If you have been injured as a result of a slip and fall incident in Colorado, attempting to recover for your injuries can be daunting. You must locate the responsible landowner(s), establish that they owed you a legal duty, and be able to show how they breached their duty to you.
Unlike in motor vehicle collisions, where the responsible party’s fault can often be established based on the responding police officer’s observations and witness statements documented in the police report, showing that a landowner is liable to you for injuries sustained in a slip and fall can be significantly more difficult. For example, you might receive this initial reaction:
- You slipped and fell on snow and ice in Colorado, and think someone should have warned you?
- You found water on the floor in the produce aisle?
Overcoming such knee jerk reactions is often necessary to successfully recover damages from a slip and fall in Colorado.
Making the decision to hire a personal injury attorney can aid not only with legal issues such as identifying the landowner(s) and establishing their liability, but can also provide you with an advocate who will work on your behalf to overcome the obstacles faced by slip and fall claimants.
Who is a landowner?
The first obstacle that you may face in recovering for a slip and fall accident is simply identifying who is responsible. This is true both because of the complexities of modern property ownership and occupancy arrangements, particularly in commercial contexts, and also because of Colorado’s Premises Liability Act.
Colorado’s Premises Liability Act is the exclusive remedy by which an injured party can recover against a landowner. C.R.S. § 13-21-115(2). The Act defines a “landowner” as including, “without limitation, an authorized agent or a person in possession of real property and a person legally responsible for the condition of real property or for the activities conducted or circumstances existing on real property.” C.R.S. § 13-21-115(1).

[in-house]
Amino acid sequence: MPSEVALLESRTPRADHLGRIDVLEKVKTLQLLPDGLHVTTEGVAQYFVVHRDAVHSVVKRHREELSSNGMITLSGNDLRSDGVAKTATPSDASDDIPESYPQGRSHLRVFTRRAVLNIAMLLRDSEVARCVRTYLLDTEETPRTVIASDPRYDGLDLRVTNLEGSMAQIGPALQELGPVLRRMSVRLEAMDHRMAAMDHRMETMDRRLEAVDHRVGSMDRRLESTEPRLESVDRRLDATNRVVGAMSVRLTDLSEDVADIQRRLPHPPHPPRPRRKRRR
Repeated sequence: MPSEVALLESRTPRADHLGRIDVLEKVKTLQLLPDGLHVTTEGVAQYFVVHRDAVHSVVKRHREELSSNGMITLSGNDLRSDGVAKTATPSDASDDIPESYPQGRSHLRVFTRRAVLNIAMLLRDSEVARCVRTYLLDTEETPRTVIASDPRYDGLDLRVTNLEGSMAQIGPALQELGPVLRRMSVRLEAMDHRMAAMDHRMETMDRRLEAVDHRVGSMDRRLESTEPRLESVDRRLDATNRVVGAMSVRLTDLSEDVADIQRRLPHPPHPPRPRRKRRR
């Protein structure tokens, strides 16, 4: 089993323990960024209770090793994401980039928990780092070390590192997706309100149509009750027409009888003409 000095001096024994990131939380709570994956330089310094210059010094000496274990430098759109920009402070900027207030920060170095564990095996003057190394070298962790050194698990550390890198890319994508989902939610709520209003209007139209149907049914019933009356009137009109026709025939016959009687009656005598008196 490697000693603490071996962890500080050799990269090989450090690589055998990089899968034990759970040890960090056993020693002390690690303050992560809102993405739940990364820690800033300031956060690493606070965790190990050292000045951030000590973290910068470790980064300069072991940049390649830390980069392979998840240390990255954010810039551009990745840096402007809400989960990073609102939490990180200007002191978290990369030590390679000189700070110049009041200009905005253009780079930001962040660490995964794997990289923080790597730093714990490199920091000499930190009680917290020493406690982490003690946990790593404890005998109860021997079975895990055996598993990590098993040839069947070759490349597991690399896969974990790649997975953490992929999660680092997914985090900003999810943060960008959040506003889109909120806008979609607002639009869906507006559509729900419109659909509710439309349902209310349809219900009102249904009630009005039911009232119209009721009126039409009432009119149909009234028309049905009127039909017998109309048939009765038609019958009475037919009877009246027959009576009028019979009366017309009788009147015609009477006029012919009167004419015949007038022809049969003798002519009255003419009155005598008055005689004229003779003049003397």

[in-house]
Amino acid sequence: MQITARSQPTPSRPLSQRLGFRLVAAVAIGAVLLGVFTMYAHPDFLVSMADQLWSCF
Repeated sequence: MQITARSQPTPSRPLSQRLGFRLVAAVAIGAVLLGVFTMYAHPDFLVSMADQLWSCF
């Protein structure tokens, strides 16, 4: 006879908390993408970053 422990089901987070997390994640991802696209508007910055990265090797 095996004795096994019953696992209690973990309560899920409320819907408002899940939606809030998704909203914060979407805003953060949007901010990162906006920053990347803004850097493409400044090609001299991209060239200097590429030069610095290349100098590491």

This definition thus extends far beyond the logical definition of a landowner, to encompass tenants, property managers, snow removal companies and maintenance companies. Colorado courts have gone so far as to hold that a sheep grazing permit was enough for individuals to be “landowners” of land owned by the United States Forest Service and that a church holding a three day event at a ranch was a landowner, including of a pond located on the ranch property. Legro v. Robinson, 328 P.3d 238, 241 (Colo. App. 2012) Legro v. Robinson, 328 P.3d 238, 241 (Colo. App. 2012). Identification of the responsible landowner or landowners under the Colorado Premises Liability Act may be difficult because of this expansive definition. Failure to identify all responsible landowners may limit or prevent a claimant’s recovery. C.R.S. § 13-21-111.5(3)(b)
The definition of “landowner” has been further muddied by a recent Colorado Supreme Court decision, Jordan v. Panorama Orthopedics & Spine Center, P.C. 346 P.3d 1035, (Colo. 2015). In Jordan, the Court held that a medical clinic was not a landowner of an adjacent common area even though the common area was necessary for the medical clinic’s patients, the medical clinic’s name was on a sign outside, and the only other tenants at the property also provided services to the medical clinic’s patients. Id. at 1037. Thus, not only must an individual injured in a slip and fall accident identify the landowner of the property, but he or she must identify the specific entity or entities responsible for whatever sub-portion of the property the slip and fall occurred on.